The trespassing by whites became so bad that one day while taking a shower, Nicole saw a man hop the fence and walk to the Mallery home. She was alone at the time. Boldly, he proceeded to open the door without a knock or holler then entered. Wet and naked, Nicole pulled out her shotgun and pointed it at him. “There I stood with only my shotgun in my hand,” recalled Nicole. “Still my body doesn’t matter to them.”

Freedom Acres Ranch is supposed to be a template for those aspiring to own land and live off of it. For Nicole, their endeavors are important “to show Black women that they can own land” and prosper. Even for her nieces who already were designing out gardens on the ranch, the future is uncertain.

“I am grappling with my military service and what I’ve experienced here. It’s been a difficult process, ” lamented Nicole. 

Nicole’s sentiments are sincere and quite common. Throughout the history of the U.S., and its waves of wars, Black servicemen and women deal with the unsavory reality that their military sacrifice is met with white racism when they return home. After World War I, soldiers returning home were often antagonized by racist whites, even some were killed for wearing a uniform. Their pride was interpreted as being “an uppity Negro” much like the response Nicole is receiving.

But she and her husband Courtney are standing their ground on the land they have restored. “Much of this property was dilapidated,” says Nicole who details how she and her husband worked for months to remove the trash from the land to make it suitable for ranching.

All the while, one of their issues is that some people continue to use the land as a dump site. They see it as one of the many ways they are being antagonized.

Sweet land of liberty and strange fruit

Nicole is from Indiana. She met Courtney in Houston. She is the fighter, he is the grower. When they began to experience an uptick in domestic terror, she wanted to kick up her activism spirit, but agreed to deal with the issues without alerting many people in hopes “that things would go away and quiet down.” They didn’t, now she says they “must be full throttle.”

While Nicole is a proud veteran, often she contemplates race and racism on the hardest days defending her property. “It sickens me that I sat in a foxhole and fought for people like this.”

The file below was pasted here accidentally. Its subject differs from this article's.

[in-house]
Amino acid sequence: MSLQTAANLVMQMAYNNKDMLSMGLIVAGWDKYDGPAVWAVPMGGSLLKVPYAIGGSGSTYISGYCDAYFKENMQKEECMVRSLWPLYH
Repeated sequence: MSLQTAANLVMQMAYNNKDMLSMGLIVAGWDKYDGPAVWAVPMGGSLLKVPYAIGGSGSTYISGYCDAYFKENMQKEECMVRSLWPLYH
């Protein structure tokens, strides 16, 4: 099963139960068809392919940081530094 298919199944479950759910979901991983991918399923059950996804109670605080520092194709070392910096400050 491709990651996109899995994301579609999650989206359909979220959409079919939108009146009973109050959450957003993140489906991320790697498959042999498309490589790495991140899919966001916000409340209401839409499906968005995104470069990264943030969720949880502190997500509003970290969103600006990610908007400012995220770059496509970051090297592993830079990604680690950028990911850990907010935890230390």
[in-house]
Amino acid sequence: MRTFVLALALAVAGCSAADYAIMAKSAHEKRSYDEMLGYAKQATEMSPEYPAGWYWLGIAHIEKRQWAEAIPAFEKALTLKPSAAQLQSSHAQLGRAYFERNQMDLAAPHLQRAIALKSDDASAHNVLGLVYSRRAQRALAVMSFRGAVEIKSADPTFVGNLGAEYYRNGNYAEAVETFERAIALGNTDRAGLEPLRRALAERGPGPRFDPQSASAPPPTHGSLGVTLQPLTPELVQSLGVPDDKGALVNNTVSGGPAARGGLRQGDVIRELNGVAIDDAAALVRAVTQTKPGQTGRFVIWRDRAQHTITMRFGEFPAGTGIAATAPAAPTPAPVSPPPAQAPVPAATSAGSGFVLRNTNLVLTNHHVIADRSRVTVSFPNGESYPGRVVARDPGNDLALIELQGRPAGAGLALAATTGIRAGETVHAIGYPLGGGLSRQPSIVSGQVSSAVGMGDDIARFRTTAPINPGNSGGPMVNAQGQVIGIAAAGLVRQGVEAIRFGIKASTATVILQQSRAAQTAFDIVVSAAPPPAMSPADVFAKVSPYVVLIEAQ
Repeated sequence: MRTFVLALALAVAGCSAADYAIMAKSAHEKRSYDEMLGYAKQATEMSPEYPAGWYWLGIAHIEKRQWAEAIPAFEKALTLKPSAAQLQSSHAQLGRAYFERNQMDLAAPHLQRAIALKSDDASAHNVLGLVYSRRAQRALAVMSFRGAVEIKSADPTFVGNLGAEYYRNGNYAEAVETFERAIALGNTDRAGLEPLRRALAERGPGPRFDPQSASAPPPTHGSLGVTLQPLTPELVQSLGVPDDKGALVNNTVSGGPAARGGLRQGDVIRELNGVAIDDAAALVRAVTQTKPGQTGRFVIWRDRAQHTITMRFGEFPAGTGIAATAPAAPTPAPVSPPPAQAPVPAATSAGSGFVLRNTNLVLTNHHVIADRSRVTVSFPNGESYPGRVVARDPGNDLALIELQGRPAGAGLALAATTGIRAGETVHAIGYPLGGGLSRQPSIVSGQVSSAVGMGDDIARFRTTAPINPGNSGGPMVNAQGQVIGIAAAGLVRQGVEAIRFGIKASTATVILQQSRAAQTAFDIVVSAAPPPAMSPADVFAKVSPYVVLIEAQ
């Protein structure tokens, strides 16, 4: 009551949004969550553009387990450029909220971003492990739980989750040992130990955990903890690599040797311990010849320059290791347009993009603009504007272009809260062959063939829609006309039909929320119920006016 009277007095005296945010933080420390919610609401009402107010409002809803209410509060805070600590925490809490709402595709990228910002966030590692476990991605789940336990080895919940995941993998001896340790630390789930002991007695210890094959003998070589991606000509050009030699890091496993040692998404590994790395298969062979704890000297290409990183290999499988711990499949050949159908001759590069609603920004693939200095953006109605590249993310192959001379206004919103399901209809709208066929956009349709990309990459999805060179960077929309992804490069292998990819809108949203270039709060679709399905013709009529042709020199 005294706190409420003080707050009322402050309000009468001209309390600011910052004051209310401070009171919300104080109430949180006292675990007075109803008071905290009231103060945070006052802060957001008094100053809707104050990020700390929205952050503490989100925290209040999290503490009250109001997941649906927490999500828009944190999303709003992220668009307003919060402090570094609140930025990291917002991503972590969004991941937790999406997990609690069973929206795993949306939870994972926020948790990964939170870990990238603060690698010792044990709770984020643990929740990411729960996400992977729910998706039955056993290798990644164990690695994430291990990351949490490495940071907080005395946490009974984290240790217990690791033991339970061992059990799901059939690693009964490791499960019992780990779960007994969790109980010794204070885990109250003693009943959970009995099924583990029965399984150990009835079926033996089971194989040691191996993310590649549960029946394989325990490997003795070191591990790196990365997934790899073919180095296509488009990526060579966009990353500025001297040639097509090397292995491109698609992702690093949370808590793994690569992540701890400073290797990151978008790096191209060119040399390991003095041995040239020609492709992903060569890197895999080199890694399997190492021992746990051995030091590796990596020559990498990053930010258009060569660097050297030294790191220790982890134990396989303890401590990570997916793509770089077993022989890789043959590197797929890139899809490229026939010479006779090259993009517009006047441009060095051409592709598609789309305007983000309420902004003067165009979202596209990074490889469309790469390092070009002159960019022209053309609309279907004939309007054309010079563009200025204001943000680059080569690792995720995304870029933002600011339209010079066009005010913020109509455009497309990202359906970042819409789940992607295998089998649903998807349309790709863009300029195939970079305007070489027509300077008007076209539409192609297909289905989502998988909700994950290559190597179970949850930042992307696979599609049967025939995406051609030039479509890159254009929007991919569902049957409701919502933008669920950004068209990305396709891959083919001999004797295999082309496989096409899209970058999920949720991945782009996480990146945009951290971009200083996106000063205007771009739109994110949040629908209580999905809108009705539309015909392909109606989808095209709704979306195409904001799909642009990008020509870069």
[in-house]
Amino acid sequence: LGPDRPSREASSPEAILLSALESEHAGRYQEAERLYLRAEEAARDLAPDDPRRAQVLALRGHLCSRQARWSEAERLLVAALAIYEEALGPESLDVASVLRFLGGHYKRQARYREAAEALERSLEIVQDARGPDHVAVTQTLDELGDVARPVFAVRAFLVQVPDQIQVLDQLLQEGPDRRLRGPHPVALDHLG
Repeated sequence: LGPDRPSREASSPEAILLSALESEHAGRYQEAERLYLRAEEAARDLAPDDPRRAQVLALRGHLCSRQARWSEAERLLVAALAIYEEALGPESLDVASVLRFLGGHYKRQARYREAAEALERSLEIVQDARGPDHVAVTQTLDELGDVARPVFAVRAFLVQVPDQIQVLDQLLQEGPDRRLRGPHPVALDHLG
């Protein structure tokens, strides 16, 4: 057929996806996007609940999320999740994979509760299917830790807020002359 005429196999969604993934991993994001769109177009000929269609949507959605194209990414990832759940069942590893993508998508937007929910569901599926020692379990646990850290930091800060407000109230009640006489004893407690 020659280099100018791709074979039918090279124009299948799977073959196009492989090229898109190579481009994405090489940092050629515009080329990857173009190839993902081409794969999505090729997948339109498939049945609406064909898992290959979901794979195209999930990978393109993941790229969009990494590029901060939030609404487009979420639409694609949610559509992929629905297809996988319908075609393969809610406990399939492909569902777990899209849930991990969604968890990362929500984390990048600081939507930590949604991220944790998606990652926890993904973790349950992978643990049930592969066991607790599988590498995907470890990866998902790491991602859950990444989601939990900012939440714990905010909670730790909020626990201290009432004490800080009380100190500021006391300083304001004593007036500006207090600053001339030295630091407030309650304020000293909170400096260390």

Through it all, there was a brief silver lining. In 2021, Courtney met Donaciano Amaya who was married to a local white woman. The couple had a young son. Amaya, who preferred to be called Don, was Black and Mexican, and from Texas. He worked at a convenience store Courtney frequented. 

Striking up a friendship with the easygoing store clerk was a refreshing reprieve for Courtney. Amaya often engaged in conversation with the Freedom Acres Ranch owner when he went to the market. During the talks, Courtney asked “if there was someone in the community that does [ranching or farming] … that he could trust.” Over time, Amaya offered Courtney help as a ranch hand in early 2021. The assistance turned into Courtney proposing to Amaya and his wife, full-time jobs and a place to stay on the ranch.

Shortly after Amaya and his family moved to Freedom Acres Ranch, Courtney recalls that the couple often argued. Amaya being the passive partner was subjected to many levels of abuse. His wife called him “nigger” during their disputes and was “aggressive.” Eventually, Courtney fired Amaya’s wife and kicked her off of the property. At the same time, the couple separated and Amaya started working on getting a restraining order.

With her gone, Amaya and his son, Don Jr. settled into a nice rhythm. One weekend after being on the ranch for a few months, Amaya alerted Courtney that he was going into town to handle some affairs and check out his place. His son was going to be watched by his aunt in the meantime. Amaya never returned.

It was unlike Amaya to not call, so the Mallerys phoned him without any success. There was an unusual May storm coming and they wanted to make sure he was okay. 

A few days later, the news reported Amaya’s death on May 12, 2022. “He was found dead in his chicken coop, shot in the back of the head with his pants down,” said Courtney. Amaya’s estranged wife vanished and his son remained with his father’s family. 

The Mallerys believe that Amaya’s death is related to his situation. “I think they mistook him for me.”

For Nicole, that moment marked a time that they had “to be more vigilant” in keeping safe. “Don’s murder was a clear message,” she said. “It was gruesome, it was heinous the way he was murdered.”